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Peer Advice: Things I’ve Learned While Starting Graduate School



Congratulations on making it this far!! It is an honor to be a peer advisor and to be able to help you navigate through your first year of graduate school. I know things may seem overwhelming with school starting in a few weeks, but hopefully from these other blog posts, you have been able to apply some of the advice my fellow peer advisors have shared. I know a lot of this information are similar – to take care of yourself and your mental health, exercise, having “me” time, etc. I wanted to emphasize again, don’t put your own personal health on the back burner. There are 2 main pieces of advice I would like to share as you are start this journey in becoming a medical professional: sleep and have a good mentality.

The most important thing that I have learned during my time as a graduate student is the importance of SLEEP!! Before school even starts, I highly recommend working on your sleep schedule. During school, you can find how you study best, but make sure that you get 7-9 continuous hours of sleep a night, especially before exam days. Sleep health is very important to retain more information, concentrate, and to be overall happier. I look back at the times during undergrad where I would pull all-nighters for exams and be exhausted during my exams and not perform as well.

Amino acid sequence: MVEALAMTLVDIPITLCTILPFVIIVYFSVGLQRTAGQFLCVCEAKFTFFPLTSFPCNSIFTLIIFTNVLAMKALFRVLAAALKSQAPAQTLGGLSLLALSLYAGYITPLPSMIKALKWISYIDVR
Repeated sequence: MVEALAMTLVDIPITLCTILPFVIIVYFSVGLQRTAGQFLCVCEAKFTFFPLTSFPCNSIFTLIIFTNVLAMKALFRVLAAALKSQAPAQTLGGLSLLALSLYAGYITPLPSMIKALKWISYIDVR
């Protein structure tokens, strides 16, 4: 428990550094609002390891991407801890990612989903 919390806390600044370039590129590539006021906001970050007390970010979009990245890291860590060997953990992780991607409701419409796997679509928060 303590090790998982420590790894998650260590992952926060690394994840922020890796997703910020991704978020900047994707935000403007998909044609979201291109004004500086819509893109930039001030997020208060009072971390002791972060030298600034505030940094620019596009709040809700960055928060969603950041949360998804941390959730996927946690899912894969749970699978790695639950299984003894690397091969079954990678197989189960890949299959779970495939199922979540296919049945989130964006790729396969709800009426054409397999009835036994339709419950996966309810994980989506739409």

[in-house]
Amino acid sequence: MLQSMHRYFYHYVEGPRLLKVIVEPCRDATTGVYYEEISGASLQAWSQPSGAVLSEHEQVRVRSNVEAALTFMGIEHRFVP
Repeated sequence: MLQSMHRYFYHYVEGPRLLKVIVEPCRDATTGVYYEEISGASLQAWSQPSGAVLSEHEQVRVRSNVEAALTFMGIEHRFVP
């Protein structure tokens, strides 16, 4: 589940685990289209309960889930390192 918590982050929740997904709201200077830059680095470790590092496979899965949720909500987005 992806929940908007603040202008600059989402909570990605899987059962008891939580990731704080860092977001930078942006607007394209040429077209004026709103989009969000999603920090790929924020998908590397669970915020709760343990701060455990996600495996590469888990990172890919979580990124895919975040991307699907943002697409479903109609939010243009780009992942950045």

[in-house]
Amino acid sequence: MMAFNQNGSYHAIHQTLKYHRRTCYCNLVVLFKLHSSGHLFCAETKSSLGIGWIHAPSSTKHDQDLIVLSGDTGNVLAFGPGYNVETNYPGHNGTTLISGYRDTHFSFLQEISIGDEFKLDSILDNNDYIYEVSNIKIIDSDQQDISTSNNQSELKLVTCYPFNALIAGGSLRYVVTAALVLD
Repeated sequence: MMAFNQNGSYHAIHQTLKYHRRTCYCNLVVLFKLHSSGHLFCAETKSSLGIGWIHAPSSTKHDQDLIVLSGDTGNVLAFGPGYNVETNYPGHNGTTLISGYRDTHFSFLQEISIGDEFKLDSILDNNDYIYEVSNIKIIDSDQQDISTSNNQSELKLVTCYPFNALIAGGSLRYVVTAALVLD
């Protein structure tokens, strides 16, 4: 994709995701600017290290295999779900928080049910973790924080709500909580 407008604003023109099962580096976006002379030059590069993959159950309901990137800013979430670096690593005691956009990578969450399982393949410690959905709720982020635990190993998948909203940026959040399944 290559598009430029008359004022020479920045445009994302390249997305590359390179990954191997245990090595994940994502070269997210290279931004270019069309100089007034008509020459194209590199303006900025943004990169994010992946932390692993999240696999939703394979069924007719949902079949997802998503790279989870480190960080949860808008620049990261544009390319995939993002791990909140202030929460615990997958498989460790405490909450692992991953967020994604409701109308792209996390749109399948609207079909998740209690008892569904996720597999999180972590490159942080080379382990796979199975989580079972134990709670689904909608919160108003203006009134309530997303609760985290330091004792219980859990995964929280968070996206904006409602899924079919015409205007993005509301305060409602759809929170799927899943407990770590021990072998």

I know you all probably know the importance of sleep, but to reiterate some, here is a list of benefits of sleeping you might have not known:

  1. Lower weight gain risk
  2. Lower risk of heart disease
  3. Prevent depression
  4. Lower inflammation

As you can see, there are so many benefits of sleep other than to be a good student, so please get some good night sleep every night!!

My final advice for you is to always have the mentality that all the material you are learning is for your future patients, it’s not to pass an exam. Try to understand the material instead of just memorizing. If the amount of material in a certain module is overwhelming, take a break, and go on a walk or talk with another classmate because they’ll understand what you’re going through best. When I feel stressed and feel like giving up, I think back at how hard I’ve worked to be in my dream program here at MBKU. I know there are so many other pre-PAs/pre-health students who would love to be doing what I am doing right now, so I am reminded to be grateful for my opportunity in studying medicine at an amazing program.

Hope that helps! We got this! Congratulations again on joining the MBKU family! See you during orientation!